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J Adolesc Health. 2017 Jan;60(1):33-37. doi: 10.1016/j.jadohealth.2016.08.028. Epub 2016 Nov 8.

Controlled Pilot Study of High-Impact Low-Frequency Exercise on Bone Loss and Vital-Sign Stabilization in Adolescents With Eating Disorders.

Author information

1
Division of Adolescent Medicine, Stanford University School of Medicine, Palo Alto, California. Electronic address: susannepkmartin@gmail.com.
2
Division of Pediatric Endocrinology, Stanford University School of Medicine, Palo Alto, California.
3
Division of Adolescent Medicine, Stanford University School of Medicine, Palo Alto, California.

Abstract

PURPOSE:

Adolescents with anorexia nervosa (AN) face an increased lifetime risk of bone fragility. This randomized controlled study examined the efficacy and safety of a high-impact activity program on markers of bone turnover and stabilization of vital signs (VSS).

METHODS:

Forty-one hospitalized adolescents with AN were randomly assigned to routine care or routine care plus 20 jumps twice daily. Bone markers were measured at baseline days 1-3 (T1), days 4-6 (T2), and days 7-9 (T3). The primary outcome was change in bone-specific alkaline phosphatase (BSAP) at T3 adjusted for BSAP and % median body mass index at T1. Secondary outcomes were serum N-telopeptide (NTX) and osteocalcin at T3. Safety was determined by comparing weight gain, time to VSS and length of stay for each group.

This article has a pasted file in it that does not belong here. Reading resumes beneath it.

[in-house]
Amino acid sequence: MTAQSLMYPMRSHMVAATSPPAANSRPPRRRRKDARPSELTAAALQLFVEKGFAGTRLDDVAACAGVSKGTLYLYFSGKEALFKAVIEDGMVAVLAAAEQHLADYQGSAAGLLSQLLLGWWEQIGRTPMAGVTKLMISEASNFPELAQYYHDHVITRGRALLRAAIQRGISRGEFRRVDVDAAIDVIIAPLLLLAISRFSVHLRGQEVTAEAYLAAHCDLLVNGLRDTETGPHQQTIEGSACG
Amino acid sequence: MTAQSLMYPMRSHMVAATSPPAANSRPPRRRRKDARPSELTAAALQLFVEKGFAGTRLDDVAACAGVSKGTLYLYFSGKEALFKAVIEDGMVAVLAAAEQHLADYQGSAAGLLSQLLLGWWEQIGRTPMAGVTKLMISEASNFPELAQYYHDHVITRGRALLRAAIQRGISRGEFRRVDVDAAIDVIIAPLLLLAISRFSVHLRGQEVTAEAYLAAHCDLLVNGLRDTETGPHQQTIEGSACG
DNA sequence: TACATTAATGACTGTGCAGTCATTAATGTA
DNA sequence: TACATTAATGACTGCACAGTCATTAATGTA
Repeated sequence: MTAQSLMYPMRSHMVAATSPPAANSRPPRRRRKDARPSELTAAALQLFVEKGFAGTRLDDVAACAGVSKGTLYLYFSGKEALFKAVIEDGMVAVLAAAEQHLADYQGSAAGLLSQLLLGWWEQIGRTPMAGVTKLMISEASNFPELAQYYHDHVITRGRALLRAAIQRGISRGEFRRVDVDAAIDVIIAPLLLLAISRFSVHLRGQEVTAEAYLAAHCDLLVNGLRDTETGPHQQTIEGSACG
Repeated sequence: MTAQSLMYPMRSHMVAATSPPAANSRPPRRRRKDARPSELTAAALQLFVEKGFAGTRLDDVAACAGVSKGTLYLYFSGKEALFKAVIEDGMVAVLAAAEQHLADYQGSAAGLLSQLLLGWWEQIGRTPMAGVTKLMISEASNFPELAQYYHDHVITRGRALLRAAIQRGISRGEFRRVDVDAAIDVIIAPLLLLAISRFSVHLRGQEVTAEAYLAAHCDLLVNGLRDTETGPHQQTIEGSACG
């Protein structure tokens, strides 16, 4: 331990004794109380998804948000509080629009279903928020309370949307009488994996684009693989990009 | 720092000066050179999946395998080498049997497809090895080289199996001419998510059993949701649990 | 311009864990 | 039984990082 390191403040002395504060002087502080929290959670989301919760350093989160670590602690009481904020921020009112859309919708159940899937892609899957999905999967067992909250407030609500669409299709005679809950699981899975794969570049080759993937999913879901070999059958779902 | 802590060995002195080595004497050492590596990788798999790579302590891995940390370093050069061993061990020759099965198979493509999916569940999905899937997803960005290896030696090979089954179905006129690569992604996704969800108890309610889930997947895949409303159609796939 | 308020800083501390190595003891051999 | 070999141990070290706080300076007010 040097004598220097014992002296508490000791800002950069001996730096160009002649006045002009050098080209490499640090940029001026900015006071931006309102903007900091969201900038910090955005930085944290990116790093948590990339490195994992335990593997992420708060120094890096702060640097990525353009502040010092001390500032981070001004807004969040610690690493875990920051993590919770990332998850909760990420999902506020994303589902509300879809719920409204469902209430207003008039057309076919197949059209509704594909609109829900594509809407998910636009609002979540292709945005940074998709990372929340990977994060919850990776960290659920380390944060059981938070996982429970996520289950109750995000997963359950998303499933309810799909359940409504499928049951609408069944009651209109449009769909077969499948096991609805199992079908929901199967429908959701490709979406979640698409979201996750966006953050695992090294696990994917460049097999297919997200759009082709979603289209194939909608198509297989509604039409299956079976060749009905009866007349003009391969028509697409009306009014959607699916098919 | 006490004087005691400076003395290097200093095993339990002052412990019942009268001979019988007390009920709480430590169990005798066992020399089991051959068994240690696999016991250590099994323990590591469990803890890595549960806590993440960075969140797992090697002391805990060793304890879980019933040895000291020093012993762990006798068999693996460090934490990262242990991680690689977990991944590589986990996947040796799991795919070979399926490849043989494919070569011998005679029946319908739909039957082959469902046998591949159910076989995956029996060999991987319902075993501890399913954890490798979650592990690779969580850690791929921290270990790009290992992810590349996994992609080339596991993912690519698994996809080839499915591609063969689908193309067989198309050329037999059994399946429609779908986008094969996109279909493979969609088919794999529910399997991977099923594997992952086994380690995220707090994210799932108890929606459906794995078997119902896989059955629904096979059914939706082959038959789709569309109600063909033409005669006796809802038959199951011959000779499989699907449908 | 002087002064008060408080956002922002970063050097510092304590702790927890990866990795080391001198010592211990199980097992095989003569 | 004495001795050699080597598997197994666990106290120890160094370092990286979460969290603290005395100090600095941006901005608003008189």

RESULTS:

BSAP, NTX, or osteocalcin did not differ between groups at baseline or at T3. BSAP and NTX at T3 were not associated with group of enrollment or % median body mass index. VSS was significantly reduced in the intervention group compared with the control group (11.6 ± 5.7 days vs. 17 ± 10.5 days, p = .049). There was no significant difference in weight gain or length of stay between groups.

CONCLUSIONS:

Twice-daily jumping activity failed to influence markers of bone turnover in adolescents with AN but was well tolerated, shortened time to vital-sign stabilization and did not slow weight gain.

KEYWORDS:

Adolescents; Biomarkers of bone turnover; Eating disorders; High-impact low-frequency exercise

[Indexed for MEDLINE]

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